I have always wanted to visit Japan, and HBO Max’s crime drama series Tokyo Vice has only further fueled my interest. Based loosely upon journalist Jake Adelstein’s non-fiction book, the series takes viewers deep into the seedy Tokyo underbelly of the 90s. Leading the show as Adelstein himself is West Side Story and Baby Driver actor Ansel Elgort, who perfectly embodies the passion and commitment of a reporter on the cusp of uncovering a deep conspiracy. The pilot episode, directed by Michael Mann, establishes a particularly stylish, engaging vibe that immediately drew me in. The series sets itself apart from the vast array of streaming shows by bringing a sleek prestige and specificity, fully filmed on location in Tokyo.

Oscar nominee Michael Mann stepping in to helm a new HBO Max would automatically present as must-watch television for many. The director behind Collateral, Heat, and Public Enemies has been a longtime favorite thanks to his somber blue-tinted flavor of melancholic film. Whilst Mann only directs the first episode of the series, his style serves as an indelible blueprint that is carried over expertly throughout subsequent episodes. Personally, I have never been crazy about the projects he has directed, but I am a major fan of this show’s leading man, Ansel Elgort. Both Mann and Elgort notably serve as executive producers. Impressively, Elgort appears to have learned nearly fluent control of the Japanese dialect. Much of the show requires the reading of subtitles, so if that’s not one’s thing, be sure to steer clear. Whatever the case, Elgort manages to impress once again with the range of his acting performances accompanied by his boyish good looks. His longer, curlier locks in Tokyo Vice denote a vastly different kind of character than he has played before.

The pilot episode starts us at the presumed ending before flashing us back to 1999; Adelstein and detective Katagiri (an impressive Ken Watanabe, Batman Begins, 2014’s Godzilla) are suiting up in bulletproof vests to attend an ominous meeting with the Yakuza—essentially Japanese organized crime. The leader of the group offers up a warning that casts a dark cloud over the entire show. Stop investigating, do not publish the story or face the dire consequences. Jake appears cool and collected, insisting that he light a cigarette first to think things over.

Two years earlier, and Jake is simply adjusting to life in Tokyo quite comfortably. He speaks the language with ease, and frequents local spots including the Onyx club. Jake flees a potentially dark past and tension between his parents, both of whom he has not seen for several years. His sickly sister has sent cassette tapes that he plays with headphones and a toothy grin. He narrowly passes a test to get into writing for a prestigious newspaper, one of the largest in the world. Jake becomes the first foreigner to ever work there, and is immediately treated as a fish-out-of-water. It is made clear he will be receiving no special treatment—this newspaper must now become his life, and he is expected to start on the police beat like all the others. It does not take long for the curious and naive Jake to become embroiled in controversy. A string of deaths occur, with Jake the only one convinced there is a common thread between them. Rival crime families, raids, gruesome deaths, and several sequences of Ansel Elgort biking around Tokyo color the show with broad strokes of excellence.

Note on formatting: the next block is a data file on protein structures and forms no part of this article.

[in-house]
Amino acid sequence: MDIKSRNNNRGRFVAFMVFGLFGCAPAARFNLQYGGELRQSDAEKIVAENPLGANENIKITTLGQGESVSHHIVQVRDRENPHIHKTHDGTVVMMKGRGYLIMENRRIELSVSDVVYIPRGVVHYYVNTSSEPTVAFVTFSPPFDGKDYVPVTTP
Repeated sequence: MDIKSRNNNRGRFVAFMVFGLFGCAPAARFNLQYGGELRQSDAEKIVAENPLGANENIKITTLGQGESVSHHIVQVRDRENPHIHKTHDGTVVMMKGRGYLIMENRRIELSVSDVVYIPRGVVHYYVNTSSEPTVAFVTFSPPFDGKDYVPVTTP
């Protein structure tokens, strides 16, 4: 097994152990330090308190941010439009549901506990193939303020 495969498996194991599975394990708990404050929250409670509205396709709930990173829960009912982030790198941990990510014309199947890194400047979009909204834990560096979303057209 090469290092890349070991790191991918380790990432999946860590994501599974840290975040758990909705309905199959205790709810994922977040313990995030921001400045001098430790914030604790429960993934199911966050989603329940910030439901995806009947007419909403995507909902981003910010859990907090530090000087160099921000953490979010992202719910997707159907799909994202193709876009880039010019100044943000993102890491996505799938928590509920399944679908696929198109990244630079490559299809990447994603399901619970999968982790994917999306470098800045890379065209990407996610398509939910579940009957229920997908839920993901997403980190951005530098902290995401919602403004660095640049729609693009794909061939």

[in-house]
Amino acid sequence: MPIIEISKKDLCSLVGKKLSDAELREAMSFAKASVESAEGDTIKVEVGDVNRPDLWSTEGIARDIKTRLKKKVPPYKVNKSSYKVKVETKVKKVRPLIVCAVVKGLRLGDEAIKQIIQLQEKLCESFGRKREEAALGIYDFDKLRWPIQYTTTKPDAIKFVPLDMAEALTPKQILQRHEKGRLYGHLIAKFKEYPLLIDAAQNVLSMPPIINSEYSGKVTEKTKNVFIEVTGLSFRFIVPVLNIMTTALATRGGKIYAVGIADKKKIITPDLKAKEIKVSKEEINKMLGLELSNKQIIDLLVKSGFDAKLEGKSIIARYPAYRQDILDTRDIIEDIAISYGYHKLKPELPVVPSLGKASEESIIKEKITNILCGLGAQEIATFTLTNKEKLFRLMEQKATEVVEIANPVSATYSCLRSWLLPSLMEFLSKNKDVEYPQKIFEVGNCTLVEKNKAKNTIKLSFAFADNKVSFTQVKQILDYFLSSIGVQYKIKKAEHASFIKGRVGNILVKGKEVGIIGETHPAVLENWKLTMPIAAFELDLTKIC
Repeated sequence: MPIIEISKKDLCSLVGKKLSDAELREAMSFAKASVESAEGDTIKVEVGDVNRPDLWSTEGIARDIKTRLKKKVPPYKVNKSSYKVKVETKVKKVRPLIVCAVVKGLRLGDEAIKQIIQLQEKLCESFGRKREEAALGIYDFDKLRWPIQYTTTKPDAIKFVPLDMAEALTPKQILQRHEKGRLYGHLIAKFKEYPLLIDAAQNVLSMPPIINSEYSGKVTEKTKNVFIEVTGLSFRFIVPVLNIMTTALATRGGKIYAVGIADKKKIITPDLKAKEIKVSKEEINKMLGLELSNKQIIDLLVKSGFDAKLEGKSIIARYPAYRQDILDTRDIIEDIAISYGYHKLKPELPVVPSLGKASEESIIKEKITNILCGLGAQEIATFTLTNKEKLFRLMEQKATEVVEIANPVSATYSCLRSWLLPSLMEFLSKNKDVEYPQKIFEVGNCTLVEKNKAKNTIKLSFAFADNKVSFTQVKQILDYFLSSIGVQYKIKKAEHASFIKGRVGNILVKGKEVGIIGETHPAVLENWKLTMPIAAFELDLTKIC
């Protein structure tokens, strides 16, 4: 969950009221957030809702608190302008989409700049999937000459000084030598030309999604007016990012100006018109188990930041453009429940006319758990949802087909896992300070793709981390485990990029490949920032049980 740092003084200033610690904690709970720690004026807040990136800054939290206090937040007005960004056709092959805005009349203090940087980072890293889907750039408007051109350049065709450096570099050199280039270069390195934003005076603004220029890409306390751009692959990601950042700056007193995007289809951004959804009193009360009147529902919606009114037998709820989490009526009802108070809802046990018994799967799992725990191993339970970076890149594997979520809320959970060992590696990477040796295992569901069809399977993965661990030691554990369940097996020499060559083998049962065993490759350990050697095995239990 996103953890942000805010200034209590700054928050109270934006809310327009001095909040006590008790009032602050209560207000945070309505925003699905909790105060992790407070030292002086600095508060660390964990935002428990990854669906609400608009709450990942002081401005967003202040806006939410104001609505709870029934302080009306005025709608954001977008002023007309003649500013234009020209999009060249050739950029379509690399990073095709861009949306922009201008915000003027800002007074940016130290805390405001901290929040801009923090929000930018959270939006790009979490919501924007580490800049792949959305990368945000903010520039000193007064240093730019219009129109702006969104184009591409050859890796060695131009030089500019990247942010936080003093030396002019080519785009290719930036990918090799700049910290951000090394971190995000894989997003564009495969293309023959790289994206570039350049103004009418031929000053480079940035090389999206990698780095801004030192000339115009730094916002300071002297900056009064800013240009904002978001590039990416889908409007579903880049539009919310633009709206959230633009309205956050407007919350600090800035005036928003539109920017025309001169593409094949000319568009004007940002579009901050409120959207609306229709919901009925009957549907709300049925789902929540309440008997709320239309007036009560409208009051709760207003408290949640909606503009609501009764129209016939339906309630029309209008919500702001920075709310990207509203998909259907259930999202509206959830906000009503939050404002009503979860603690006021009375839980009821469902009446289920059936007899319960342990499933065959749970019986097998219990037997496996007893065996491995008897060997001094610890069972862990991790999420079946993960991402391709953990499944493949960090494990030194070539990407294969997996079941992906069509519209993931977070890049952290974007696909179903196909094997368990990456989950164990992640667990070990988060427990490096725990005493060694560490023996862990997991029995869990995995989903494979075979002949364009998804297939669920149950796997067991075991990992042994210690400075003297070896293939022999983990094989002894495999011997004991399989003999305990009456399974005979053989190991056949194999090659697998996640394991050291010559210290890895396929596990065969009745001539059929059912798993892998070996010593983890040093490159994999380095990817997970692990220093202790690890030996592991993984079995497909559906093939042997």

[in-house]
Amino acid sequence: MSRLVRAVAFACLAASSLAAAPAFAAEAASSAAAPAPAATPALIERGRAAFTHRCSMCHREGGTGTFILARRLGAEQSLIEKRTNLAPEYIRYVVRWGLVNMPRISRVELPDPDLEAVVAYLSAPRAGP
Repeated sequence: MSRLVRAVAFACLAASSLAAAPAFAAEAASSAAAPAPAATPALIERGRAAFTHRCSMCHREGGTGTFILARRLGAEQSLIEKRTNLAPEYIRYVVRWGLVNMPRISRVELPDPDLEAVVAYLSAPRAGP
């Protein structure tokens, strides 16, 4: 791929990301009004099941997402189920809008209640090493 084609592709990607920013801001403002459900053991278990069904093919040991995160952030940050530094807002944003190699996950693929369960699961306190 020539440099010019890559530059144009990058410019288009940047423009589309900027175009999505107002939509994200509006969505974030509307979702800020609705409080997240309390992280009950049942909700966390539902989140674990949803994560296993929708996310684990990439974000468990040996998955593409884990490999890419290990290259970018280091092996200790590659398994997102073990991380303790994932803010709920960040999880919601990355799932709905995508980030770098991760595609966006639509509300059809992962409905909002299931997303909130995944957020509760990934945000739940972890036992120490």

Tokyo Vice is padded out with some exceptionally well-written and fascinating characters. Katagiri’s home life with his family is charming and endears him significantly against his hard exterior. Sato (Sho Kasamatsu), one of the captains of the gangs, is obsessed with the Backstreet Boys to a hilarious extent. His love had me second-guessing the lyrical meaning behind “I Want It That Way,” which I don’t think I have ever given this much thought towards. As the lone female lead, Rachel Keller plays Samantha, a hostess working at Onyx nightclub who longs to escape and open a club of her own. In a lesser project, one would immediately assume she will become the love interest for Elgort’s Jake, but that is not the case here, as the writers opt for giving Samantha a juicy and intriguing role in the larger unfolding story.

Admittedly, Tokyo Vice is a slow-burn that takes its time in every conceivable way. It plays things close to the chest, careful to reveal each new piece of information just when the time is right. Creator J.T. Rogers dives deep into the primary characters, and colors the world of Tokyo with a vibrant energy that surpasses that of touristic intent. There feels like a clear understanding for this world and how it works, or at least Jake’s own viewpoint to comprehend its inner workings. As the body count continues to rise, the lurking danger threatens to close in on both Jake and the viewer alike. As the second episode starts, we are gifted a proper intro that acts as a moving tapestry of Japanese art. Accompanied by a moody theme, this sequence was one I was happy to revisit multiple times.

For a patient audience, Tokyo Vice will prove to be a treat well worth one’s time. It places the charismatic Ansel Elgort at its center, and unfolds a fascinating mystery that cuts deeper as we are plunged further into Tokyo’s neon delights. The fish-out-of-water trope still treats cultural aspects of Japan with the utmost respect and observation. Critics were given access to the first five episodes out of eight, with the final one ending in an action-packed bloodbath that made me desperate for what would happen next. Inspired by true events, this stunning and engrossing series makes for a seriously propulsive crime thriller.

Tokyo Vice unravels the conspiracy for viewers everywhere when it debuts exclusively to HBO Max on Thursday, April 7th. 

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